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My favourite genre is science fiction. I love films with mysteries, puzzles, non-linear timelines, time travel, visual imagination and anything that makes me think. I'm open-minded to watch all sorts of films though - I also love exploring new things!
My top three films are:
1) Minority Report (2002)
2) The Lion King (1994)
3) The Prestige (2006)
It has been my dream to contribute to the film industry. I also have a degree in Software Engineering and I have been pursuing the intersection of creativity and technology. Previously, I worked at the multi-national company Vista Entertainment Solutions that makes the software that runs most of the world's cinemas. My most recent success was developing part of Living Ticket, a worldwide cloud service that delivers digital contactless movie tickets to millions of cinemagoers every day.
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Questions for discussion: (not every question will be applicable to every film)
- How accurate or inaccurate is this film?
- What is it like to live as this character in a personal sense? Consider lifestyle, goals, society, emotions, etc.
- What would you do if you were their doctor?
- What does this say about the medical/pharmaceutical/psychiatric system?
- Comment on ethical issues, tough choices, social attitudes, patient-doctor conflicts.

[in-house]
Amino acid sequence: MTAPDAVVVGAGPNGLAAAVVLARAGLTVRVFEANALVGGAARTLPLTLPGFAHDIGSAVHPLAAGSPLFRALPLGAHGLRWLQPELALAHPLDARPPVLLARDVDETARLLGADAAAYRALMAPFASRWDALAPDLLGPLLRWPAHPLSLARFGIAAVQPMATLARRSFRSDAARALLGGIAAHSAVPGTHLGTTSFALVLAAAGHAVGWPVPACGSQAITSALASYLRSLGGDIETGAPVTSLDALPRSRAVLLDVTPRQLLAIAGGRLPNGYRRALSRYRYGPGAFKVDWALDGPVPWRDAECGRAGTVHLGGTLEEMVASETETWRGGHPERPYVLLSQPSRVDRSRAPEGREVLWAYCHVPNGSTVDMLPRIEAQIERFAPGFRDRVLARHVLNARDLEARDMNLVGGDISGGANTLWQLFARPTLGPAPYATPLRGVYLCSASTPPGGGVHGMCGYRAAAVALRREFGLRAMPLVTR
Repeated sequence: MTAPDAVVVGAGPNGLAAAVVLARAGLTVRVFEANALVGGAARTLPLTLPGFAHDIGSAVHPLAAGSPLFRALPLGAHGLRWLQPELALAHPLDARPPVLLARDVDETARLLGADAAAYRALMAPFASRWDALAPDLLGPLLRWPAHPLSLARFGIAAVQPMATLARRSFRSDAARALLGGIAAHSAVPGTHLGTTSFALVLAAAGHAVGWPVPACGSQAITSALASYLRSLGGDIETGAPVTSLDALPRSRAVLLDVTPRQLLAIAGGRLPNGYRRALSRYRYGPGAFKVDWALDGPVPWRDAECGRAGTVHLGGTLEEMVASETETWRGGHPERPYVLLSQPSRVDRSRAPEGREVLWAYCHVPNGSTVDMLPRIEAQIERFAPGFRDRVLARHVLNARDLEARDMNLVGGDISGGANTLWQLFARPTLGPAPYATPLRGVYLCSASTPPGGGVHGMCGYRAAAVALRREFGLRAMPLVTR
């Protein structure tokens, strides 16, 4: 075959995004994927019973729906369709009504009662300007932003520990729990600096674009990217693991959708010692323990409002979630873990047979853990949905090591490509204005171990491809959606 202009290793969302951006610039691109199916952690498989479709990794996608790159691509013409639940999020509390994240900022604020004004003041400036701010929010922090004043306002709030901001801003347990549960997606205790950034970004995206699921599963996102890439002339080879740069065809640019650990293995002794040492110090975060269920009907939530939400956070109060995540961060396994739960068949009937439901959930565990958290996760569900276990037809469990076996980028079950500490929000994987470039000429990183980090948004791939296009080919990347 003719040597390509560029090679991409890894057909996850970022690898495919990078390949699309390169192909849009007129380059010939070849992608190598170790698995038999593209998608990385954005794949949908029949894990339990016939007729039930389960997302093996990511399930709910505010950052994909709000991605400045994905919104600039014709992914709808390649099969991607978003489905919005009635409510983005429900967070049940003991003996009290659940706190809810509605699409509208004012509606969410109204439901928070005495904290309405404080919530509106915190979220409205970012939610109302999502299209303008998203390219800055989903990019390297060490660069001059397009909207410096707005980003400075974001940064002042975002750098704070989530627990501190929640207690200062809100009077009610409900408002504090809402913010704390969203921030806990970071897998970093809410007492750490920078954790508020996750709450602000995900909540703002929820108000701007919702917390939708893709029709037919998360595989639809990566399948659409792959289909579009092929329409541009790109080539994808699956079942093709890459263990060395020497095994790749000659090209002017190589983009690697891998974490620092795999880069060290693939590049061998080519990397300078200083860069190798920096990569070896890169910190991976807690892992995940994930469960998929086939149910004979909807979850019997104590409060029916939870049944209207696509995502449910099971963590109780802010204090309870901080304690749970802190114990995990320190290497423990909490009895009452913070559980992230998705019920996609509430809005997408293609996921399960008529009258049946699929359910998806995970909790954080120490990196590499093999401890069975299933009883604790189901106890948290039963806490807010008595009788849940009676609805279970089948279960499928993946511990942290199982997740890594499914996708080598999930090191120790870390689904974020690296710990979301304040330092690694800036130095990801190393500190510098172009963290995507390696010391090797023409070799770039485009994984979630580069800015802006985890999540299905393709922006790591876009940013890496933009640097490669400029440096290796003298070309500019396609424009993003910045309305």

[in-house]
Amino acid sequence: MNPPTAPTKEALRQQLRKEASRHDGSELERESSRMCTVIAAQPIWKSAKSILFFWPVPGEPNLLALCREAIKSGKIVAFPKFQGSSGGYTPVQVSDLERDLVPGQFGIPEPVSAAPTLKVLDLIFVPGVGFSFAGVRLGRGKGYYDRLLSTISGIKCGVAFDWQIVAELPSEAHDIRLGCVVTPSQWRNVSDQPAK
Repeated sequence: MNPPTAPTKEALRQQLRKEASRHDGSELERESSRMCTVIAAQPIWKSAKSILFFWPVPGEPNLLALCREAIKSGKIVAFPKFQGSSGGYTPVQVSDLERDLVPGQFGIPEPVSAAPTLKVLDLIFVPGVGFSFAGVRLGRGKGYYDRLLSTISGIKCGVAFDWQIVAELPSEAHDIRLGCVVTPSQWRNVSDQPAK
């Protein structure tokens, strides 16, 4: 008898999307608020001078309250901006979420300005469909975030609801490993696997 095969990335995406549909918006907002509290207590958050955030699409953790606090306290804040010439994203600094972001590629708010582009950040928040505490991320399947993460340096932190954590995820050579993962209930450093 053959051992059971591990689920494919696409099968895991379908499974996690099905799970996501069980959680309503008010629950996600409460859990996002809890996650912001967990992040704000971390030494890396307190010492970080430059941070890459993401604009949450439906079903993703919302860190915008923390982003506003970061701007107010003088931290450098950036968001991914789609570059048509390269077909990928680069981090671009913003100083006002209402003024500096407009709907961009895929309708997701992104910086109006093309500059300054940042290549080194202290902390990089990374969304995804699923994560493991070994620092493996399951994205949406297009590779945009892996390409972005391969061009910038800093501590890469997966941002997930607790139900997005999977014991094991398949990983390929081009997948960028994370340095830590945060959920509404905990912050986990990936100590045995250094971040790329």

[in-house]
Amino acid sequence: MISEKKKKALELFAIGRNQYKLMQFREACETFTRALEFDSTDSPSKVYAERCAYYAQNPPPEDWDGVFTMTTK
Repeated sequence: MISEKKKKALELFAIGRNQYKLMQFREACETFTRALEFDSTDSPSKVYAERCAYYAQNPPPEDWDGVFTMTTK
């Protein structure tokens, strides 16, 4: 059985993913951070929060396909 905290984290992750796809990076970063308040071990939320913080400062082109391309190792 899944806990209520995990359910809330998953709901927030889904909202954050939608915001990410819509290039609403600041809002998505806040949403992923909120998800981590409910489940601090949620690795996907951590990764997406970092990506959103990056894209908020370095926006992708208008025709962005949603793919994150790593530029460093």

Promising Young Woman (2020)
There was room for improvement
I get that this film isn't made for me, and based on the reception of others, it more than satisfied the target audience. As a revenge fantasy, I'll defer my judgement and accept that it succeeded on that level.
But as a film that covers a serious topic, I don't think it succeeded. My main problem is that the film is a mess of caricatures. Every character is not a real human being, just a contrived role. There's "the predator", "the clueless administrator", "the cowardly bystander", etc. And of course, Cassandra as the near-infallible "tough teacher" (it's even in her name!). Every second line is a standard clichéd excuse, as if the screenwriters had a checklist and tried to fit in every single one, no matter how clunky it seemed. Sure, people unfortunately say such attitudes, but they don't spout endless streams of them during every conversation.